Thursday, May 3, 2012

Distraction: Philosophy and "The Mommy Wars"

I am a stay at home mom (mostly). I read. I often read snippets here and there, whole books, non-fiction, fiction, you name it. I like blogs and articles, too. A couple of years ago, I read a book about the mommy wars and since then I have tried to keep at least one finger on the pulse of the arguments (conversations?) between women who are mothers. In my own way, as time passes, I can't help but feel like everyone is missing the deeper points of introspection offered by it all.
1. Clearly, all women have different personalities and different life experiences and different opinions. It's totally fine; and it totally makes other women angry. I'm not exactly sure why, but I would guess it has something to do with the insane amount of pressure women are under - mostly from themselves- to believe in what they are doing, the choices they make, without adhering to a group wholeheartedly that they agree with. I think women are awesome and most days I kind of feel like a big failure - this doesn't really make sense and I think it is more common than it feels.
2. Why do we need to feel that we are marking off boxes and stepping up to the plate by following a structure provided to us - which clearly, we have been trained to rely on - in order to feel like we are doing alright? in order to feel like we are keeping the confusion monster at bay? what is the confusion monster? what is wrong with being confused and thinking, for days,weeks, about how we approach our lives rather than where we fit in? is it okay to slow down and wonder? does a job give us worth that we otherwise wouldn't be able to acquire? does being a parent? WHY? some of the questions I come up with when I read... and talk... to moms.
3. I think #1 is a distraction. I think #2 is what our time would be better spent thinking about and engaging in 'conversations' regarding. Peel back the onion, ladies and gentleman. Stop and think and wait - but most importantly, learn to identify when the world is trying to distract you from the things that mean a lot to you by teaching you not to see them at all in the first place.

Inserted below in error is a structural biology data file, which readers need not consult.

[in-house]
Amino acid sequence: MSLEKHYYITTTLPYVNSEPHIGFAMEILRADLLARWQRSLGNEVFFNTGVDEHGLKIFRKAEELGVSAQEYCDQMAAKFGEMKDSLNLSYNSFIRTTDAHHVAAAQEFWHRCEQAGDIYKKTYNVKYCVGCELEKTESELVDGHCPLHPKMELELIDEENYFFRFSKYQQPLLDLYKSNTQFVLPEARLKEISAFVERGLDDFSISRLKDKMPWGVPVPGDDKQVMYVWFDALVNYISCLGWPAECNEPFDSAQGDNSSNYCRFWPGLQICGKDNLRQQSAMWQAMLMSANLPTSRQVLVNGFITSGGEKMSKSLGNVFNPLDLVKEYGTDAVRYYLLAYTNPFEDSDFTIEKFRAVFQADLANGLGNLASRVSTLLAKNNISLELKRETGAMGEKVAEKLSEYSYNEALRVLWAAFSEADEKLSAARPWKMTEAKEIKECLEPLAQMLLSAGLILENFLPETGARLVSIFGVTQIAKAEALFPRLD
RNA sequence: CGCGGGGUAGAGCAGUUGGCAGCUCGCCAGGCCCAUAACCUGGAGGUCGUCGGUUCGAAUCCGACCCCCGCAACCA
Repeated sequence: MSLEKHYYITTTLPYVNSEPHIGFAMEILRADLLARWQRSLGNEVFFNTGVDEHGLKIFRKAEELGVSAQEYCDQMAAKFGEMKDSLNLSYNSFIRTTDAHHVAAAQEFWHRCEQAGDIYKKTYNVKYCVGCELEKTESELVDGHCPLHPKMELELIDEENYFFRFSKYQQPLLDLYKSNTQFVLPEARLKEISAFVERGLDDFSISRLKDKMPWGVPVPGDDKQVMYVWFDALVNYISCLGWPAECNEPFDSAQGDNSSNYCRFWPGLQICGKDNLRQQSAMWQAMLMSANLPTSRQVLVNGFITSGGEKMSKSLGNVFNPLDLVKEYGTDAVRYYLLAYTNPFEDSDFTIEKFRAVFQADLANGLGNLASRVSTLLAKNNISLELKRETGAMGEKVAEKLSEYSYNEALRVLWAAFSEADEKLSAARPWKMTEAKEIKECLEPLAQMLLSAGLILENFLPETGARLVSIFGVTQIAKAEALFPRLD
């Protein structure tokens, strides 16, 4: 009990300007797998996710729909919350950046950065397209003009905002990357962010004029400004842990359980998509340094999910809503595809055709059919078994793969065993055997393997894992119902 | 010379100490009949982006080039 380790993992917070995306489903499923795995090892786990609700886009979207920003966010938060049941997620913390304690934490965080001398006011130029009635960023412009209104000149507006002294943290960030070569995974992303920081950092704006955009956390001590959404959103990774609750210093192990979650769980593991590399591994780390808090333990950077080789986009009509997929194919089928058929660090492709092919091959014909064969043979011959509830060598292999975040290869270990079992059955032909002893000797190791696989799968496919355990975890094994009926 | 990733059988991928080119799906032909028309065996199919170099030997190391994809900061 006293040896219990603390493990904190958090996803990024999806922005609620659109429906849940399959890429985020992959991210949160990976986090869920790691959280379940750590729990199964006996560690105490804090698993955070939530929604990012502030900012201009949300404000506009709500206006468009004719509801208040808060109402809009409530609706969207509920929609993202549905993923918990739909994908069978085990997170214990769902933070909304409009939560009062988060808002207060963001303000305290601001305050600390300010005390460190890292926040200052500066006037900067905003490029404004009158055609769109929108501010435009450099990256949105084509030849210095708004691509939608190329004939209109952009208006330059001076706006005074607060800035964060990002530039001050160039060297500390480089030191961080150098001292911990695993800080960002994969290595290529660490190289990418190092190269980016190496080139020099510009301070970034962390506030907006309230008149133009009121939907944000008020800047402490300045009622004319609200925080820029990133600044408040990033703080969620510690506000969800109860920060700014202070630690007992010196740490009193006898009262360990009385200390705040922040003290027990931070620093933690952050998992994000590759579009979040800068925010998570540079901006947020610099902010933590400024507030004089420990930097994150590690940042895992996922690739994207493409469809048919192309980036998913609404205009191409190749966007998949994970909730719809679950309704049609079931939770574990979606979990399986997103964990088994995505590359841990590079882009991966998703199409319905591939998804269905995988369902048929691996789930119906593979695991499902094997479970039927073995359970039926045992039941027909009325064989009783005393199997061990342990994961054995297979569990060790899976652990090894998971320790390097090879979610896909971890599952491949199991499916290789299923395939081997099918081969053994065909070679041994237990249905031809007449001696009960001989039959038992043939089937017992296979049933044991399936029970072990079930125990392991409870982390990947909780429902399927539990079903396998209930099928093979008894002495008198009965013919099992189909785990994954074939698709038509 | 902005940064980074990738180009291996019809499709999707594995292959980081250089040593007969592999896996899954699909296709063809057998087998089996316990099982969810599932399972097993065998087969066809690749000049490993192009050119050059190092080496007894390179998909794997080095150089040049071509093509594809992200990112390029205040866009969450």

I would love to talk about this - what do you think?

Linda R. Hirshman

Leslie Morgan Steiner

Elisabeth Badinter


Mrs. F said...

Wow, that is a mouthful, I didn't read the articles, but what you said is enough to think about. I will admit that I am guilty about judging other mothers, but I don't think that it's for no reason. Usually, the only thing I judge mothers about is their lack of mothering. I feel as though so many mothers out there-please this is only MY opinion, no one has to agree-don't really feel it necessary to punish their children. And I am not saying that I relish in punishing my kids, I actually hate it and tell them so when I am doing it. But the fact that I do punish my children, I believe, forms an infinitely stronger bond than if I would let them walk all over me. I get that some mothers, and fathers too, don't want to be the bad guy, but that is why (and I have witnessed this in the public school system so much) many kids don't seem to even be phased by supposed authority figures such as teachers. Authority sounds so bad, but you know what I mean. My youngest in kindergarten tells me at least three times a week that some child in her class got sent to the principals office, and we live in a great community with great, involved parents. I could go on and on about the instances that have arisen with both my girls at school and kids just being plain assholes-pardon my French. I truly believe that kids are born innocent, and are totally shaped by their environment and their up bringing (or lack thereof). So pushover moms out there, stand up for yourself and others (teachers, parents, community volunteers)!! Try being a mean mom sometimes, it's ok, you won't scar your kids for life, they will actually respect you more for it trust me!

Katie said...

I see what you are talking about. I understand, too, it is hard to see how kids respond to the world around them due to how their parents choose to engage with them. I'm not sure how I feel about the word "punishment" mostly because of the connotations it has for me. I try really hard to interact with my kids in a way that they will find in the real world, once I am not around - and there will not always be someone there to tell them what to do or how to act. I am structured and consistent but I try to stick with consequences that my kids don't identify only with me. Mostly, the golden rule, and I reinforce it constantly and talk to them about their decisions. Mothering is.... challenging, like all worthwhile things in life - simultaneously personal and public and requiring constant self reflection (at least, in my opinion). I can tell children whose parents are reflective and engaged in raising 'people' and I can tell the children whose parents check out and adhere to what society throws at them. In that way I am guilty of being judgemental as well. Thanks for engaging 'Mrs F'!